At the 2011 Equal Partners In Change Summit on Friday, Mayor Michael Nutter spoke about the responsibility a community must take to build economic and social opportunities for the future.
Looking forward, he said, his priorities are for the city to be safer, smarter, more sustainable and for transparency in government. They were values that Epic, a group that works to reduce barriers to positive growth, focuses on as well. Community-based organizations do what the government can’t always do, Nutter said, such as build the state of the art Salvation Army Kroc Community Center, where the event took place.
This was the first time Epic hosted an economic summit. The event joined government officials, community organizations and other groups to offer solutions on how to help communities focus on economic development opportunities, said Michael Rice, the community engagement specialist for Epic.
To draw the meeting into focus on the future, Nutter spoke about learning from his past.
He grew up thinking his parents were strict for not allowing him to go to parties or hang out with certain people. But he can look back and appreciate what his parents’ rules did for him.
“Well, I’m here today because they said no,” he said. “Then I learned the value of yes, and I appreciated it.”
Nutter encouraged parents to take this kind of involvement in their children’s lives. He said that going through their computer and cell phone is necessary, something he picked up from his mother. When he had a job as a child, he bought a jacket. His mother asked him where it came from and let him know that the house and his room belonged to her, so she had every right to know what was coming into it.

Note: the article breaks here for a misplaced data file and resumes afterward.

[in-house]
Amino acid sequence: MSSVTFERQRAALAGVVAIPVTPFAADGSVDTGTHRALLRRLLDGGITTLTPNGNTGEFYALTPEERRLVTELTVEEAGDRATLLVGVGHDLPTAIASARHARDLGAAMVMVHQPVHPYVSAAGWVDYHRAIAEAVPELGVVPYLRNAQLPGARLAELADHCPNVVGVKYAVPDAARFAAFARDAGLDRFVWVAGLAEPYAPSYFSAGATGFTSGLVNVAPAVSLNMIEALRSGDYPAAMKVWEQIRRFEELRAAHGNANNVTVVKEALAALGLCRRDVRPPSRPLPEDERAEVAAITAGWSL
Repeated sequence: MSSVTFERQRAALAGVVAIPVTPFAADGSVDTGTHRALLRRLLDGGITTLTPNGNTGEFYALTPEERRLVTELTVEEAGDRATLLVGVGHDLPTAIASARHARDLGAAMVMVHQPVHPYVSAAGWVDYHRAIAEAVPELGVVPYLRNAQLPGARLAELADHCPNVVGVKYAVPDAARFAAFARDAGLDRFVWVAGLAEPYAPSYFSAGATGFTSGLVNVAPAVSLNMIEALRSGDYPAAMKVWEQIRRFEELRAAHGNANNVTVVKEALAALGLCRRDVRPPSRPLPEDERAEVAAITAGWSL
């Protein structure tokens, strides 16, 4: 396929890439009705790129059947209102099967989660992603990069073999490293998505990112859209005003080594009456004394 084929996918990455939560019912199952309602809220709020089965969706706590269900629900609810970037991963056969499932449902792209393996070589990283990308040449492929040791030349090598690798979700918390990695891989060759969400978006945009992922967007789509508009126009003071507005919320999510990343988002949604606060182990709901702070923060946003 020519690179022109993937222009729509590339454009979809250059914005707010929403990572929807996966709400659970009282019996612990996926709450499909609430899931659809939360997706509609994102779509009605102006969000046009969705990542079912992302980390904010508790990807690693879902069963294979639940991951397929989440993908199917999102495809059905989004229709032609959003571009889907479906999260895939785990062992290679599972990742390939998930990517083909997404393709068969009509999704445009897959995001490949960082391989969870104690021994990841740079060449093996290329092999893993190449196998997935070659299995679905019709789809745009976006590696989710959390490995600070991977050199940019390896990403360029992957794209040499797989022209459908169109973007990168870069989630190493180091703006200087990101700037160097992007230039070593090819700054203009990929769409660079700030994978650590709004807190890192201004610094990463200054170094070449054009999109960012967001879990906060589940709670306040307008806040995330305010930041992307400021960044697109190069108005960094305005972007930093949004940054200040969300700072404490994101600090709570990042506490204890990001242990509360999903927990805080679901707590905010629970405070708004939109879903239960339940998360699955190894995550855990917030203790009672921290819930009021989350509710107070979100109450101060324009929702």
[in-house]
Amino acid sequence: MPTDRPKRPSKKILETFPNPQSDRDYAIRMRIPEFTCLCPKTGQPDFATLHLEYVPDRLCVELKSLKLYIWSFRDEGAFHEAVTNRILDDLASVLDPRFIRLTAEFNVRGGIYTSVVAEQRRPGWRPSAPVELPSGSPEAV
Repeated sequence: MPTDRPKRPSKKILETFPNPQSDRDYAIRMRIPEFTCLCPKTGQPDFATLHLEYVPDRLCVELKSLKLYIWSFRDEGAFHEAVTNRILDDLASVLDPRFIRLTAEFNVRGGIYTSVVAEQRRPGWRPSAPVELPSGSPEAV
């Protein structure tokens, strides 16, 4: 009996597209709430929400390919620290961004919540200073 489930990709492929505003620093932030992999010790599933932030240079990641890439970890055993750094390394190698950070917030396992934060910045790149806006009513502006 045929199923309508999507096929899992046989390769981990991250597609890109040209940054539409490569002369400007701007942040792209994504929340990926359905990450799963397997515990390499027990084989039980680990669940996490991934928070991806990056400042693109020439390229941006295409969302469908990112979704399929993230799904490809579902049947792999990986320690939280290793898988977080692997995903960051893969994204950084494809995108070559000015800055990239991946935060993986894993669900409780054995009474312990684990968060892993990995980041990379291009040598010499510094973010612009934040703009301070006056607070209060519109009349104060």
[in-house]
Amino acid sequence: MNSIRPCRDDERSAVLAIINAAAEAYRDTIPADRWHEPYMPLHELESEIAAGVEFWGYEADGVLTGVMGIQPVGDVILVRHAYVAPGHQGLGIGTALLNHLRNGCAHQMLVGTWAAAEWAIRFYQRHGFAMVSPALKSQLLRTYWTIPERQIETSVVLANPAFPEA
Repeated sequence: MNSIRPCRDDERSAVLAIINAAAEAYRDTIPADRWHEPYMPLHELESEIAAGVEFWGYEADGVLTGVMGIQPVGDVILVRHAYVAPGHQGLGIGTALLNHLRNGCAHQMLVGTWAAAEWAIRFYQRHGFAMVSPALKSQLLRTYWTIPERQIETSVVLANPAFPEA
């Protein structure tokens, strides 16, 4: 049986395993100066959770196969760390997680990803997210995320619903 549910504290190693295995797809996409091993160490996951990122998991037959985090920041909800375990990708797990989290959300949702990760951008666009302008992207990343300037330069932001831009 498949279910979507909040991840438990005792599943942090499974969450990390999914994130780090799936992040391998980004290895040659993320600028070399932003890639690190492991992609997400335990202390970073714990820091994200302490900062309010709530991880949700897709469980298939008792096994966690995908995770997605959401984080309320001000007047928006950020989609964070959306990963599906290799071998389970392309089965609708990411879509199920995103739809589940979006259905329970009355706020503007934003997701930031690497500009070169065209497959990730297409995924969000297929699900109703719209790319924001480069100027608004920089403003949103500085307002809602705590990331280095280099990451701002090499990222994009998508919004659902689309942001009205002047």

He also spoke of the value of summer programs and internships to keep children busy and engaged.
The summit featured 10 different initiatives.
Breakout groups discussed poverty and social environment, healthy homes, positive youth development, and arts and music. Also Epic coordinators gave presentations about child safety and specific challenges that they want to help Philadelphia face down.
“This is not a moment,” Rice said. “It’s a movement.”
He asked the audience to talk to others about what happened at the summit after they left for home and work, to show the importance of standing up and participating.
Jordan A. Harris, executive director for the City of Philadelphia Youth Commission, was asked to speak as part of the Plenary Session, where community strengths, weaknesses, opportunities and threats were assessed.
He thinks the summit is important because it’s impossible for just one group to have an impact on children. It needs to be a collective effort, he said.
Being an involved community member, Edi Chapman, president elect of the Madrugadores Rotary Club, was interested in the summit. She didn’t know it was going on, and it was only because of a medical appointment at the center that day that she was there.
Chapman, a Germantown resident, dislikes when people say it’s too late for some young people because the system didn’t help them reach their full potential. Instead, she thinks they should have the opportunity to engage in different activities.
She was particularly drawn to a morning session she attended about arts and music, where she learned about programs that are working on re-instituting music programs for children outside of school. Programs like this are important, she said, because they introduce young people to things they may have seen before but never had the opportunity to learn.
“Watching Martha Stewart is lovely,” she said, by way of example. “But Martha isn’t going to your neighborhood. There should be a place where you can do all this stuff.”